Started working on a date design site (April): After finishing the Michael Hartl tutorial, I wanted to practice my newly acquired Ruby on Rails skills with a real application. One of my best friends had an idea for a website to create personalized date plans in NYC. I loved the idea and started building the website. There was lots of banging my head against the wall (still is), but in the end I created a fully functioning app that integrates with Facebook, Foursquare, Stripe (for payments), and Google Maps. While, we never ended up launching, you can see the landing page here.
Participated in the TechCrunch Disrupt Hackathon (4/27/13): At the last minute, I decided to participate in the TechCrunch Disrupt Hackathon. I joined a team with 1 other backend developer and several frontend developers. In less than 24 hours we built a prototype for a marketplace to help connect meetup organizers with venues. We presented our app on the main stage and were featured in a TechCrunch article!
Launched my Personal Website (5/22/13): I loved how quickly I was able to launch the landing page for my app, and decided it’d be fun to create a custom personal homepage. I came up with the idea Sunday night, and was able to launch it by Wednesday morning. I posted it on HN, where it hit #2 in the charts, driving over 12,000 views from 100+ countries. It’s still the basis for my current homepage (although I’m hoping 2014 brings a redesign at some point).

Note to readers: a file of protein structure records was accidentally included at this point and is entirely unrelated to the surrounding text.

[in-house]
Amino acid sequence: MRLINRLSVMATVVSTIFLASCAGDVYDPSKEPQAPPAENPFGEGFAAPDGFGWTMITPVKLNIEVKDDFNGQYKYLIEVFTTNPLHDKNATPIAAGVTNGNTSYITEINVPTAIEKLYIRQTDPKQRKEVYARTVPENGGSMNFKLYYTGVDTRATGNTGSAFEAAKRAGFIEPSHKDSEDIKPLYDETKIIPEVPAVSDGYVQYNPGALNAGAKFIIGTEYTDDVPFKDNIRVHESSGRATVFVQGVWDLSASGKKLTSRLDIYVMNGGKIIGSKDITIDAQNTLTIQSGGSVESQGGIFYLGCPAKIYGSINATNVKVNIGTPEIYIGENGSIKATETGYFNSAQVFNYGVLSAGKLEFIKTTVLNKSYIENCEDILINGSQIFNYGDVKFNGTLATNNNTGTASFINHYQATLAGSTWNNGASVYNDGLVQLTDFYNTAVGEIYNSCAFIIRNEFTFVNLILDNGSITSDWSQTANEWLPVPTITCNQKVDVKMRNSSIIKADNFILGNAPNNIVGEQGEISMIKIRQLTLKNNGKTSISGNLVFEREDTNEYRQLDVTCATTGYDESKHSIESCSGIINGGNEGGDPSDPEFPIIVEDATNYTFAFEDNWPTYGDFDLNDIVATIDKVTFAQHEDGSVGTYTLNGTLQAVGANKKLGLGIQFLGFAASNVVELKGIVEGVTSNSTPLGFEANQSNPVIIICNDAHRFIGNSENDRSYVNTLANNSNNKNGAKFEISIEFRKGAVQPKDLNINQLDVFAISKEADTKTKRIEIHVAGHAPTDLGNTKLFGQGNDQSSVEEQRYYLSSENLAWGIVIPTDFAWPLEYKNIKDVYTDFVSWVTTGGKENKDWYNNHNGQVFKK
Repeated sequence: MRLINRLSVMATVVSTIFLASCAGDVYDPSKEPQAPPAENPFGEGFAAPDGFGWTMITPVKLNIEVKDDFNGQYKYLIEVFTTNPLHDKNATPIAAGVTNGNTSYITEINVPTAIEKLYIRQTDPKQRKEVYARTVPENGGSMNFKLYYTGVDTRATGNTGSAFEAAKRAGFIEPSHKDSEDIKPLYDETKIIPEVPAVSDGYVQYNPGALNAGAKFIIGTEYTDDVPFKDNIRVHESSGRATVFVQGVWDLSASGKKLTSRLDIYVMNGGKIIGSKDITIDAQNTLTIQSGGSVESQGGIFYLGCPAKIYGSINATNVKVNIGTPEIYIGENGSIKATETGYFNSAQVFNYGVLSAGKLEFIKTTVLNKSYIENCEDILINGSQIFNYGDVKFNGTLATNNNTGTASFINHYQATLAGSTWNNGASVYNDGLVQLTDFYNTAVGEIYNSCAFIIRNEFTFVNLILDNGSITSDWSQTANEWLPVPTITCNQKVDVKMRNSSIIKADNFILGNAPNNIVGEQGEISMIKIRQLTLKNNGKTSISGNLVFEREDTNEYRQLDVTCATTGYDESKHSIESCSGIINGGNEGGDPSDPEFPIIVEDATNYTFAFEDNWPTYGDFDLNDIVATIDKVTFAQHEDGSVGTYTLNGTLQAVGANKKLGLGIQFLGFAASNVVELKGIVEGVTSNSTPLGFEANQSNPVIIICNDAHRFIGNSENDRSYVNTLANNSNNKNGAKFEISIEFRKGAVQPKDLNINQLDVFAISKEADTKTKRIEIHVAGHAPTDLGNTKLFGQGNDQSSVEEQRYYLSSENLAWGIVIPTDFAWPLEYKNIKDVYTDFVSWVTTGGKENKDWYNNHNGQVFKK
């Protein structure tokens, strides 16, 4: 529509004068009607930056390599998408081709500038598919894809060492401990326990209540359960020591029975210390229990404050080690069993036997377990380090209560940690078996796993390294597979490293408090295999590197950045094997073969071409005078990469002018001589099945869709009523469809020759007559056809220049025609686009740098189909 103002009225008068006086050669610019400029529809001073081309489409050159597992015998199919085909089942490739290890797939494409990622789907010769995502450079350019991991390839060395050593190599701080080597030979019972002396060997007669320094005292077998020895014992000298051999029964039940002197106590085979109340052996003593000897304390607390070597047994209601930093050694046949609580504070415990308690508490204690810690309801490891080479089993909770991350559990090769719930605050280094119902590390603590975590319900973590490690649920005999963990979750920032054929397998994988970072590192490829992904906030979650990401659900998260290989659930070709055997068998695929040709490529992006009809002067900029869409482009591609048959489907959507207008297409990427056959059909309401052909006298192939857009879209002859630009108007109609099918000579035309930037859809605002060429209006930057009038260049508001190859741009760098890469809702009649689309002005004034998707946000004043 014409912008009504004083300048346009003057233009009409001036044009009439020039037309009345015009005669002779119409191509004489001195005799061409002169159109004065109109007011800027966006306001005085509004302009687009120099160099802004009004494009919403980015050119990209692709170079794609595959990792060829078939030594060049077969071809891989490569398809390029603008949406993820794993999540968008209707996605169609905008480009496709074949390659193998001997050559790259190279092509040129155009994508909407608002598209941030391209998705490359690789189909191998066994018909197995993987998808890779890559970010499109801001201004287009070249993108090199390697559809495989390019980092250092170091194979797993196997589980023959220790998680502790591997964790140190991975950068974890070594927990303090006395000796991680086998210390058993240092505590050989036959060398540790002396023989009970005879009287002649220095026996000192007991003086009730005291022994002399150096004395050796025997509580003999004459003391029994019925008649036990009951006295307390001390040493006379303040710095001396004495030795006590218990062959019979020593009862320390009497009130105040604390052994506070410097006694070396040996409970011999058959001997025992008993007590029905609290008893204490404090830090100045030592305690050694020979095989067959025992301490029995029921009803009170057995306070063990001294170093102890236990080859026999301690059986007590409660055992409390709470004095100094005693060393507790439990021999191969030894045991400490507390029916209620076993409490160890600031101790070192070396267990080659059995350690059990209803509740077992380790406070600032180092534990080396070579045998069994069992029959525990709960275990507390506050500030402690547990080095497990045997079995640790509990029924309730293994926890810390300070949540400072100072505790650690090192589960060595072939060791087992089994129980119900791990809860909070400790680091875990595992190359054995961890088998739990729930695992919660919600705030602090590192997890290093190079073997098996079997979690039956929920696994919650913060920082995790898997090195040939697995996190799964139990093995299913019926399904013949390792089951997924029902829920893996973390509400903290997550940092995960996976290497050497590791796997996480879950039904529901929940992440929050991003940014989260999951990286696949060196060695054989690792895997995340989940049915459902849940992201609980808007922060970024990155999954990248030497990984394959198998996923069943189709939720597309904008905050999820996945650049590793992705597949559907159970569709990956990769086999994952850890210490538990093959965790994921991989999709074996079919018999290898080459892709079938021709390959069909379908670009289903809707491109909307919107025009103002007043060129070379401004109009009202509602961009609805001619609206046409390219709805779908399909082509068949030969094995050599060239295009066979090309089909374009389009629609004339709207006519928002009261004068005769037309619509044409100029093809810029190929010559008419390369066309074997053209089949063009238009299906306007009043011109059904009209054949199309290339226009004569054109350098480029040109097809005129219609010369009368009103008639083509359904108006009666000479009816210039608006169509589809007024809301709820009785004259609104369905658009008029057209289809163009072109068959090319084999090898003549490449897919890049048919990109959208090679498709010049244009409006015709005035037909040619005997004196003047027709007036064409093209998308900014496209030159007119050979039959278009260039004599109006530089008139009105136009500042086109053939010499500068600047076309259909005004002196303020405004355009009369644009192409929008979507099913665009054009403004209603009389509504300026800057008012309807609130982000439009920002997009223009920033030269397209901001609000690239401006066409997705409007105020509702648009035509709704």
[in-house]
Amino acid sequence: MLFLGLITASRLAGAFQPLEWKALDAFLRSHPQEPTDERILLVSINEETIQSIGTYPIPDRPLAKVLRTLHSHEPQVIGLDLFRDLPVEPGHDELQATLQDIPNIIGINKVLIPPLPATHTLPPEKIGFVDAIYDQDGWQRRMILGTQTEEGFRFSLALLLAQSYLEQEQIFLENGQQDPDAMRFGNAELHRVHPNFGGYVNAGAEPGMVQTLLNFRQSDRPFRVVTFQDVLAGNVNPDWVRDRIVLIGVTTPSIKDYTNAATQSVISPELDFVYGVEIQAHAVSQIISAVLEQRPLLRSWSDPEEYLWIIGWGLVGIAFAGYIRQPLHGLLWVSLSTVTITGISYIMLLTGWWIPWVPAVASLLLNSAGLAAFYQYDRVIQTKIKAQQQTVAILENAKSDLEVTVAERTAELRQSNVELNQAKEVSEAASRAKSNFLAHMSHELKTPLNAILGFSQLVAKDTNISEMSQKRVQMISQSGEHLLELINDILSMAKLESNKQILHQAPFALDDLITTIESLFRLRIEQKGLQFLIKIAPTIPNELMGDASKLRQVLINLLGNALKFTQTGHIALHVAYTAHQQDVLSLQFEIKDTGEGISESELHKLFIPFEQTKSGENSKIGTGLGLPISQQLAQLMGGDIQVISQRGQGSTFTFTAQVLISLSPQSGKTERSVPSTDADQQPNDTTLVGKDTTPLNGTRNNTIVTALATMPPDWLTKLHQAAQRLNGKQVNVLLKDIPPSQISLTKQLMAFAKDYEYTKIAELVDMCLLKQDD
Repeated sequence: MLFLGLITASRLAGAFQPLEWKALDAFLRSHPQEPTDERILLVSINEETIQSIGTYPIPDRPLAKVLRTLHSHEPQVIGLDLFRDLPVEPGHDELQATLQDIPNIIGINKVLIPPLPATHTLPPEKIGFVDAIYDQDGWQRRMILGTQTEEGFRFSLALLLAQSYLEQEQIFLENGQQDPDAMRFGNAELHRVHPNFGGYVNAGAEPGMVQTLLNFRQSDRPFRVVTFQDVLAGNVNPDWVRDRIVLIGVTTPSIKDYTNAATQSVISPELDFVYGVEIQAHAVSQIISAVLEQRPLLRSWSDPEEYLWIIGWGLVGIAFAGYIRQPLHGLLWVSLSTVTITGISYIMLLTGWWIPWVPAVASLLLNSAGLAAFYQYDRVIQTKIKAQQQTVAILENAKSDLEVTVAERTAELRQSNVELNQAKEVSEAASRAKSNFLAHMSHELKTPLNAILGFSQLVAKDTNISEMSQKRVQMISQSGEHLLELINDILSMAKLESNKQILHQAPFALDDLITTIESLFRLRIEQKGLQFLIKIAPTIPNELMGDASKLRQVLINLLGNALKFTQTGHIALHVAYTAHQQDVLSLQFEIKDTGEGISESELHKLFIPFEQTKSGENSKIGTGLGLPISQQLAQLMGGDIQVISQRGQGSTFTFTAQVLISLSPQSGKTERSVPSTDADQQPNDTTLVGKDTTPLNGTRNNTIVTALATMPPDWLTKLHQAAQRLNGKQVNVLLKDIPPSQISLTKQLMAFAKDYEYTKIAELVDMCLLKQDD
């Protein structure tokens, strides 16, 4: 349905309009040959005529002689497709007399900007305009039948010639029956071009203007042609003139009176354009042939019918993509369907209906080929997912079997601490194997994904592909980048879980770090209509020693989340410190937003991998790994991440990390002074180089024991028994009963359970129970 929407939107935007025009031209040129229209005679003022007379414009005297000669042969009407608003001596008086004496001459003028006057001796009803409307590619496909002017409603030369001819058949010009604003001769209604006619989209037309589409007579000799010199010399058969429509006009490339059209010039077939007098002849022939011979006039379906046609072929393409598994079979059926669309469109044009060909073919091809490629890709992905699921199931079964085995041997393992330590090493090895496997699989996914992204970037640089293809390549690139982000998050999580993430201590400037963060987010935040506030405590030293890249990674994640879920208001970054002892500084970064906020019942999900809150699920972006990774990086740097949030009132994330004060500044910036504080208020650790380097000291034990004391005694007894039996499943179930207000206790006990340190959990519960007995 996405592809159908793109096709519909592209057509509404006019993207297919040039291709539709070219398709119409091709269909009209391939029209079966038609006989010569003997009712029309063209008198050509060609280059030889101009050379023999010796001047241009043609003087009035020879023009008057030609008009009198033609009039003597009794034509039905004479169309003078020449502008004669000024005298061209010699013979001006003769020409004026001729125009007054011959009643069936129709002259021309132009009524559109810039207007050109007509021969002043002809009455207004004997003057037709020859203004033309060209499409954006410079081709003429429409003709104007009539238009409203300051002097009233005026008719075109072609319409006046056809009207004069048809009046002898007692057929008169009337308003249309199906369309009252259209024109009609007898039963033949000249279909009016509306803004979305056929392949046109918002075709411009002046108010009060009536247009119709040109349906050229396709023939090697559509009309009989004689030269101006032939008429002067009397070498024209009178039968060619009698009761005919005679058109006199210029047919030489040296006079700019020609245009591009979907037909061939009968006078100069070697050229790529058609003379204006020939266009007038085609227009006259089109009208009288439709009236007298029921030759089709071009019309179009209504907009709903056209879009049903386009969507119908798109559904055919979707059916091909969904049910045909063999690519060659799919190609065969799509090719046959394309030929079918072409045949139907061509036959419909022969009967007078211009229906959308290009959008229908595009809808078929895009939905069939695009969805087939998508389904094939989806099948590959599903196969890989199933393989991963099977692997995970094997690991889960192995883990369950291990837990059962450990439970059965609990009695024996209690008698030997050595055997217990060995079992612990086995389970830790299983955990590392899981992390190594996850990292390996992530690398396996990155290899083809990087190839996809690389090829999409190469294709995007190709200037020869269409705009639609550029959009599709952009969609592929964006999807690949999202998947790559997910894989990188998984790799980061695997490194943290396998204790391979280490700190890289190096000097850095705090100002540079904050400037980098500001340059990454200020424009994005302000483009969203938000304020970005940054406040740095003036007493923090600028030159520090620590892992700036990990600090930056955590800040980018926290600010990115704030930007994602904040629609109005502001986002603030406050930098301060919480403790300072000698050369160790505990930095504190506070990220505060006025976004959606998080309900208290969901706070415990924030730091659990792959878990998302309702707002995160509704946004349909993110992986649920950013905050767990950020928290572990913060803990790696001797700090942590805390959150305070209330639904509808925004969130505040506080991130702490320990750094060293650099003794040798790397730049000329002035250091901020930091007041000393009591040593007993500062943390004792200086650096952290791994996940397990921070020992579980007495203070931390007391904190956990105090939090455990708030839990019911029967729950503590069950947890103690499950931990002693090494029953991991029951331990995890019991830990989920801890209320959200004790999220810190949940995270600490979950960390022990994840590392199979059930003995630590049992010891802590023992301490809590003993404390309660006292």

First day at The Flatiron School (6/3/13): After weighing the pros and cons between the various coding schools, I ended up deciding to go forward with the Flatiron School. In addition to hearing great things about the main instructor, Avi, I also loved their emphasis on collaboration.
Started blogging (6/3/13): At Flatiron, they place a big emphasis on blogging — so I started to blog! In addition to creating a technical blog, I also started writing about my personal thoughts and experiences here on Medium. Towards the end of the semester one of my articles was featured in the leading Ruby newsletter: Ruby Weekly. The article continues to get 1,000+ views a month.